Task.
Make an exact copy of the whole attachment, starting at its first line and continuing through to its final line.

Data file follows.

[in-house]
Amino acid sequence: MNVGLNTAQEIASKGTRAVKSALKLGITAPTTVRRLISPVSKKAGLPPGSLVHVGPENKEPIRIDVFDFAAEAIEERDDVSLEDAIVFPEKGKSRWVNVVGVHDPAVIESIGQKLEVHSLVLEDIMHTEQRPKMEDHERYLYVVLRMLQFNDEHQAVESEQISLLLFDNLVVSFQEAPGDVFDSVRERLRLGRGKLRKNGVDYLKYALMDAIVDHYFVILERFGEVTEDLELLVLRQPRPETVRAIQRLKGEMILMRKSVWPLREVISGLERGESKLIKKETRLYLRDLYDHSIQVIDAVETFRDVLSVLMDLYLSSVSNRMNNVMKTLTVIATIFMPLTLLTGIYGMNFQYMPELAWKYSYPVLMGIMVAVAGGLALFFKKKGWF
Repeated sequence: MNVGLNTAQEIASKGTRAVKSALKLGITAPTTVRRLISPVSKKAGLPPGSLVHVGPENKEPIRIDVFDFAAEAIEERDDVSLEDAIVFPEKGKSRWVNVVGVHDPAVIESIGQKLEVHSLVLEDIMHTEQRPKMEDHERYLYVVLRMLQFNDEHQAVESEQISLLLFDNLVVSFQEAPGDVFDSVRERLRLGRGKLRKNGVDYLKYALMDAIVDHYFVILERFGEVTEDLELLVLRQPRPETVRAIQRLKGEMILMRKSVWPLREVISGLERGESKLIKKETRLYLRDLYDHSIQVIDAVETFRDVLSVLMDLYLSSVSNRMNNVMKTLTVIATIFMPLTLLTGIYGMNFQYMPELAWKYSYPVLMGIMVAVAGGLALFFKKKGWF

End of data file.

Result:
[in-house]
Amino acid sequence: MNVGLNTAQEIASKGTRAVKSALKLGITAPTTVRRLISPVSKKAGLPPGSLVHVGPENKEPIRIDVFDFAAEAIEERDDVSLEDAIVFPEKGKSRWVNVVGVHDPAVIESIGQKLEVHSLVLEDIMHTEQRPKMEDHERYLYVVLRMLQFNDEHQAVESEQISLLLFDNLVVSFQEAPGDVFDSVRERLRLGRGKLRKNGVDYLKYALMDAIVDHYFVILERFGEVTEDLELLVLRQPRPETVRAIQRLKGEMILMRKSVWPLREVISGLERGESKLIKKETRLYLRDLYDHSIQVIDAVETFRDVLSVLMDLYLSSVSNRMNNVMKTLTVIATIFMPLTLLTGIYGMNFQYMPELAWKYSYPVLMGIMVAVAGGLALFFKKKGWF
Repeated sequence: MNVGLNTAQEIASKGTRAVKSALKLGITAPTTVRRLISPVSKKAGLPPGSLVHVGPENKEPIRIDVFDFAAEAIEERDDVSLEDAIVFPEKGKSRWVNVVGVHDPAVIESIGQKLEVHSLVLEDIMHTEQRPKMEDHERYLYVVLRMLQFNDEHQAVESEQISLLLFDNLVVSFQEAPGDVFDSVRERLRLGRGKLRKNGVDYLKYALMDAIVDHYFVILERFGEVTEDLELLVLRQPRPETVRAIQRLKGEMILMRKSVWPLREVISGLERGESKLIKKETRLYLRDLYDHSIQVIDAVETFRDVLSVLMDLYLSSVSNRMNNVMKTLTVIATIFMPLTLLTGIYGMNFQYMPELAWKYSYPVLMGIMVAVAGGLALFFKKKGWF